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The Guide: Hanukkah Food

Hanukkah foods fried in oil are usually the focus of family feasts as a way to commemorate the miracle of the oil. But what that looks like in different cultures can vary widely. Be sure to check out our many delicious recipes to try out all week long!

Traditional Hanukkah Foods: Latkes and Sufganiyot

Potato pancakes, called latkes, are the all-star of most Hanukkah celebrations in America. They come from the Ashkenazic (Eastern European) tradition and are made of grated potato, onion and egg. Served alongside applesauce and sour cream, they are warm, crispy and worth smelling up your house to make.

For some variety, try some of our fun recipes like Za’atar Carrot Waffle Latkes and Mochi Latkes, and for a healthier alternative, try baking instead of frying. If your family is celebrating another holiday this winter, there are all kinds of potential cultural mash-ups to try out. There’s no limit to the variations you can create; check out all our recipes here.

Called sufganiyot in Hebrew, jelly-filled doughnuts are the traditional Israeli Hanukkah food (sweet) of choice, which are now also popular in America. In the weeks leading up to Hanukkah, Israeli bakeries are filled with vast cases of fancy doughnuts in many flavors. Making doughnuts at home isn’t as hard as it sounds as long as you’re not afraid of a little deep-frying (and a lot of sticky jelly). Once you get comfortable with the basic process, you can get creative with your own flavors and fillings (gingerbread doughnuts, anyone?).

Traditions From Around the World

Jews around the world have their own versions of fried foods associated with Hanukkah. Sephardic Jews (with origins in Spain) may celebrate by making fritters served in syrup called bimuelos or a fried dough similar to a doughnut called zalabia. On Hanukkah, Kurdish Jews make carrot fritters; Moroccan Jews make another kind of fried dough called sfenj, and some Colombian Jews deep fry plantains to create patacones. If your family has a background in a culture with its own fried food delicacy, go ahead and make that for an intercultural expression of the holiday and a connection back to the story of the oil. There’s no wrong food to eat on Hanukkah!

Dairy On Hanukkah?

The Maccabees were all men, as were the ancient rabbis who created the holiday, the legends around it and the ways to celebrate. In recent years, as Jews and Americans in general have been reclaiming women’s roles in history, a lesser-known story from the history of Hanukkah has gained popularity—along with another delicious food tradition.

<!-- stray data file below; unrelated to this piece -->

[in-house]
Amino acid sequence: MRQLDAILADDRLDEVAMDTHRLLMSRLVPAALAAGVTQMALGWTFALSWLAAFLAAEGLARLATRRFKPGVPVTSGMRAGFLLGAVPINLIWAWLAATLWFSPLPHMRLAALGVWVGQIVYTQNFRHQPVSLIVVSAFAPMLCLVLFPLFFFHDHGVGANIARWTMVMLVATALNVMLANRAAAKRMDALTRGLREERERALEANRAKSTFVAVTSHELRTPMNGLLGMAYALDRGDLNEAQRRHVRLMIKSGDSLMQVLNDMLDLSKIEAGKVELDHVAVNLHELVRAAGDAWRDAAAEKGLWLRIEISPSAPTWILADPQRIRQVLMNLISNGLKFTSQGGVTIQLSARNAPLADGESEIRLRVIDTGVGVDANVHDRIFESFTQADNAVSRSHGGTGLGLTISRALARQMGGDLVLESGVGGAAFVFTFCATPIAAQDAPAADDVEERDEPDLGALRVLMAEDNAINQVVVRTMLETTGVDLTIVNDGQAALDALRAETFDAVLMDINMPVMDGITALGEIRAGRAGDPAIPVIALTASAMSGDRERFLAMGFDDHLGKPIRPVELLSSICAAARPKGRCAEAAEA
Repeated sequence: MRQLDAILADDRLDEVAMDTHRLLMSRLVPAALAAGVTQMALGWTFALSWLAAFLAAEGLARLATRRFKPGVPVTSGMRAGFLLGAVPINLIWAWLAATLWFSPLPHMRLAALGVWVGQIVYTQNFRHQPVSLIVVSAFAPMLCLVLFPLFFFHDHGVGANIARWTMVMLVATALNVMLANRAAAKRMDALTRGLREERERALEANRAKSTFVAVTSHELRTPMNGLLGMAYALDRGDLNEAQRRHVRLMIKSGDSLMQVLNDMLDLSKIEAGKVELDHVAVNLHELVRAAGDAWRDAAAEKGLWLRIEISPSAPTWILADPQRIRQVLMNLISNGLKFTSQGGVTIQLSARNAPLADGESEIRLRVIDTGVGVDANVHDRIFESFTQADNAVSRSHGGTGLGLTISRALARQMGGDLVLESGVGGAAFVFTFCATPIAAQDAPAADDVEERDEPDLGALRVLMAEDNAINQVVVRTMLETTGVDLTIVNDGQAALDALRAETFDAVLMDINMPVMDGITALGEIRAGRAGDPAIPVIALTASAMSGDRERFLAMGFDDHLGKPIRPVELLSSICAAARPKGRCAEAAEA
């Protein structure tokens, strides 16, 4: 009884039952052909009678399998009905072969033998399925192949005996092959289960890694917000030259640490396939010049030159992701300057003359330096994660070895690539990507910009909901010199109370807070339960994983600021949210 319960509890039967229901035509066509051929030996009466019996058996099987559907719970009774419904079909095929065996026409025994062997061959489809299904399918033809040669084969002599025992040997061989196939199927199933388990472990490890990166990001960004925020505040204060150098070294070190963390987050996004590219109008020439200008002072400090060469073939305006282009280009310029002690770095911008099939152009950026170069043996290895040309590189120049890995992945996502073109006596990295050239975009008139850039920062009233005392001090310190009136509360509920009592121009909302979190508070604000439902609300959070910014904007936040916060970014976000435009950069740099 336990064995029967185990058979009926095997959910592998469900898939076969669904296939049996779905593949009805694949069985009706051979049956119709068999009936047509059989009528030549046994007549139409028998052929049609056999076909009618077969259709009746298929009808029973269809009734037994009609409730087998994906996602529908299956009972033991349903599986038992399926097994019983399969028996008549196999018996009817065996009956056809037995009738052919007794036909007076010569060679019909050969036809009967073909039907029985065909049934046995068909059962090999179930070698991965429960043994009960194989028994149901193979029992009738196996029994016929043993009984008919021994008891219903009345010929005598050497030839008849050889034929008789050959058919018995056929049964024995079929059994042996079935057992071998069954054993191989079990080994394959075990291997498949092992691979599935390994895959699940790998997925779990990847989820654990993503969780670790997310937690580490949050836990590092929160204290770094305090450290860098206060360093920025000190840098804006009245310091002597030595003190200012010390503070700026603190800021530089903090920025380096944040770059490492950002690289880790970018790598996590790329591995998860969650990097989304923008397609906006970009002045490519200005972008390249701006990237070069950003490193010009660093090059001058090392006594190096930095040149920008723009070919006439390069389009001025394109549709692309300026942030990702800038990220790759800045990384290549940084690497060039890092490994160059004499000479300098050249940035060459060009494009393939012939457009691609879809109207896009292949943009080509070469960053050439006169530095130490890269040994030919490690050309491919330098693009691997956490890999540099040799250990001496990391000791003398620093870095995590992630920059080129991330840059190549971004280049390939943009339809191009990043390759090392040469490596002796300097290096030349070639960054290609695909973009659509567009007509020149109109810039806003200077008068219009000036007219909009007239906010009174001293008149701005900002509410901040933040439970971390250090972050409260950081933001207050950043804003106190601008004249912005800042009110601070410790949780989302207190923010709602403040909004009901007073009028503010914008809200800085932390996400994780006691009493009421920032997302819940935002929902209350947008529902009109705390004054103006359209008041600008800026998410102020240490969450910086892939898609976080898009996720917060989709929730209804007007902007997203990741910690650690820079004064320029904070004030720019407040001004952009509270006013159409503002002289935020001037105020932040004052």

In one part of the Hanukkah story, a woman named Judith frequently visited an enemy general named Holofernes. One fateful day, Judith brought Holofernes a basket of salty cheese, and after he greedily ate it up, she gave him wine to quench his thirst. When he fell into a drunken sleep, she cut off his head with his own sword.

To honor Judith’s bravery and her role in helping the Maccabees defeat this enemy, dairy foods are another popular Hanukkah food choice. Cheese has historically been more common in Sephardic Hanukkah traditions, including among Italian Jews who make a cheese pancake called cassola. Dairy foods are gaining popularity across American Jewish communities as a Hanukkah custom that honors Judith and that calls attention to women’s stories.

Read on in the next section of this guide, Hanukkah, Christmas and Your Interfaith Family

18Doors

Author: 18Doors

18Doors is here to support interfaith couples and families exploring Jewish life. We offer educational content; connections to welcoming organizations, professionals and programs; resources and trainings for organizations, clergy and other program providers; and our Rukin Rabbinic Fellowship provides offerings for couples in cities nationwide. If you have questions, please contact info@18doors.org.


18Doors

18Doors is here to support interfaith couples and families exploring Jewish life. We offer educational content; connections to welcoming organizations, professionals and programs; resources and trainings for organizations, clergy and other program providers; and our Rukin Rabbinic Fellowship provides offerings for couples in cities nationwide. If you have questions, please contact info@18doors.org.